LeBron James is a Laker

 

In a move that absolutely nobody expected, LeBron James signed a 4-year $154M deal with the Los Angeles Lakers, per Klutch Sports Group.

Despite the sarcasm in the first sentence, the move to the Western Conference is moderately surprising, as his road to the NBA Finals won’t be as easy.

We can’t wait to hear what Lavar Ball has to say.

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Lakers in position for an exciting offseason

Dominating an offseason is not uncharted territory for the Los Angeles Lakers’ franchise.

In July of 1968, the Lakers traded for 76ers superstar Wilt Chamberlain who, in 1972, led Los Angeles to their first NBA championship. He was named the Finals MVP. In June of 1975, Los Angeles acquired Kareem Abdul-Jabbar via a trade with Milwaukee. As a member of the “Showtime Lakers,” Abdul-Jabbar helped win five titles. In the summer of 1996, the Lakers made their most successful free agent signing in history when they brought in Shaquille O’Neal. He went on to win an NBA MVP award and three Finals MVPs.

This summer, the Lakers have an opportunity to add multiple franchise-changing players, in hopes of receiving results similar to past successes. Free agency begins on July 1, with unrestricted free agents being able to officially sign on July 6.

However, before they can make a run at stars like LeBron James and Paul George, they have a chance to trade for a former Finals MVP and two-time Defensive Player of the Year who is unhappy in his current situation.

Kawhi Leonard and the San Antonio Spurs had a fallout last season regarding how the organization handled his quad injury. According to ESPN, Leonard would prefer to play in Los Angeles, where he is from.

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Despite Leonard being gone for most of last season, the Spurs still managed to earn a spot in the playoffs. Veteran bigs LaMarcus Aldridge and Pau Gasol are locked in for next season, but San Antonio could use guard and wing help. The Spurs will certainly not give Leonard up without substantial compensation, but the Lakers have young pieces that San Antonio may find desirable. Spurs Head Coach Gregg Popovich has always been against helping Western Conference rivals, but perhaps if Los Angeles provides the best offer for Leonard, it could force his and General Manager R.C. Buford’s hand.

The Lakers could package youngsters Brandon Ingram and Lonzo Ball to send to San Antonio, along with Luol Deng’s $18 million-dollar contract over the next two seasons and a draft pick for Leonard and perhaps a veteran guard like Patty Mills. The Lakers could also add restricted free agent forward Julius Randle to the mix to sweeten the deal, as long as he agrees to a sign-and-trade and the Spurs want to bring him in.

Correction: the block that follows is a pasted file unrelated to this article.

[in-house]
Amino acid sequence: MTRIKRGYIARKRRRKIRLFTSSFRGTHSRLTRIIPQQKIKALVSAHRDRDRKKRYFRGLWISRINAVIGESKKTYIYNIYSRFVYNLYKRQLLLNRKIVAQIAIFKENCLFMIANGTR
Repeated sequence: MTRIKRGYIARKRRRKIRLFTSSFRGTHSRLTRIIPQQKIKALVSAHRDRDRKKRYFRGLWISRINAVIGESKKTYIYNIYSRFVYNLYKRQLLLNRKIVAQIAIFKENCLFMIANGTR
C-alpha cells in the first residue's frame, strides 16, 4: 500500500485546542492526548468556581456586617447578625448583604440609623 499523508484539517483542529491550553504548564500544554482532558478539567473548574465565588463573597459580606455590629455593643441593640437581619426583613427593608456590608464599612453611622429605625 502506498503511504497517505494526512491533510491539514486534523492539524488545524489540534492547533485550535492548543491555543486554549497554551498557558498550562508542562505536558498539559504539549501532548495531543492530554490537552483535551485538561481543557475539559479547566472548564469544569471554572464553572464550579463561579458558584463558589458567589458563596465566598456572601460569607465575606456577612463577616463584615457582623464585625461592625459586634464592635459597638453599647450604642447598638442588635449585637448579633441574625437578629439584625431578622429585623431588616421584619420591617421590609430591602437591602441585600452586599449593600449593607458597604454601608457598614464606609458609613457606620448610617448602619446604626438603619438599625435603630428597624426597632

This way, the Lakers add an elite player (as long as he stays healthy) who came in third-place in the MVP voting in 2017, along with a guard who shoots well from the perimeter with a lot of playoff experience. They could also get rid of the noise that surrounds the Ball family which was a distraction last season, not to mention Deng’s lucrative salary.

Meanwhile, the Spurs get a couple of former second overall picks who could potentially blossom and lead San Antonio for years to come. Plus, it would be an improved roster from last season when Leonard was inactive for all but nine games, so they could theoretically contend for a playoff spot again.

Salary-wise, as long as the Spurs willing to take Deng’s contract, Los Angeles should come out of the trade in a very beneficial financial situation. President of Basketball Operations Magic Johnson and General Manager Rob Pelinka would be left with enough cap room to add two max contracts without going far into the luxury tax.

 

If this hypothetical exchange goes through, then the Lakers would head into free agency with Kawhi Leonard, Kyle Kuzma coming off of a very productive rookie season, Josh Hart who also looked good as a rookie last year, and Patty Mills to lure in available talent.

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Photo via @kylekuzma

That cast could certainly be a compelling one, especially for someone who came from a team with lackluster support as LeBron James did.

James is referred to by some to be the greatest player the NBA has ever seen, and should be the Lakers’ number one priority come free agency.

James is seemingly comfortable in LA, he even has two houses in Brentwood. Leonard is a great teammate to have help deal with the Warriors since he can defend many different positions at an elite level. Plus, the Lakers can give him his desired salary.

There is the possibility of a sign-and-trade between the Lakers and Cleveland, but that would be a better option if Leonard ends up elsewhere and the Lakers still had Ball, Ingram and Deng to give up. It still could happen even with the Spurs deal, but it isn’t likely that James would want weapons on his future team traded away when he is looking to win a title.